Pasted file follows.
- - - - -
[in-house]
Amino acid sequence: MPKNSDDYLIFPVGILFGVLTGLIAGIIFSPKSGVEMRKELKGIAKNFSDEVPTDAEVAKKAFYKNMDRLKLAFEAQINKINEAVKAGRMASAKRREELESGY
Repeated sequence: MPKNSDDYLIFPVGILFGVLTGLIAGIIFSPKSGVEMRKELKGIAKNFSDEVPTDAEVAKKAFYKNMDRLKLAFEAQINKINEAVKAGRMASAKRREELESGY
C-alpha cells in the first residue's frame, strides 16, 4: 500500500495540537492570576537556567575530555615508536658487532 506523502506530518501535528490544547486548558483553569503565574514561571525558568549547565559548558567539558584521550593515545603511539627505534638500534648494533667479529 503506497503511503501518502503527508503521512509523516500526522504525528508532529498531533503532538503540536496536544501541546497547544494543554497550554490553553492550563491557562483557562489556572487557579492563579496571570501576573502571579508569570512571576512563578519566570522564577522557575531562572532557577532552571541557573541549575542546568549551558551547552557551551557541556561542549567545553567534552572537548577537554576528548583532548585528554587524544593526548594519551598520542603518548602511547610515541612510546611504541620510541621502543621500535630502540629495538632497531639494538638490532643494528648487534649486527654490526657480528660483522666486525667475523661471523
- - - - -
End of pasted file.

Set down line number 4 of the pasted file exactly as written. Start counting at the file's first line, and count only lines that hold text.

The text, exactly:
C-alpha cells in the first residue's frame, strides 16, 4: 500500500495540537492570576537556567575530555615508536658487532 506523502506530518501535528490544547486548558483553569503565574514561571525558568549547565559548558567539558584521550593515545603511539627505534638500534648494533667479529 503506497503511503501518502503527508503521512509523516500526522504525528508532529498531533503532538503540536496536544501541546497547544494543554497550554490553553492550563491557562483557562489556572487557579492563579496571570501576573502571579508569570512571576512563578519566570522564577522557575531562572532557577532552571541557573541549575542546568549551558551547552557551551557541556561542549567545553567534552572537548577537554576528548583532548585528554587524544593526548594519551598520542603518548602511547610515541612510546611504541620510541621502543621500535630502540629495538632497531639494538638490532643494528648487534649486527654490526657480528660483522666486525667475523661471523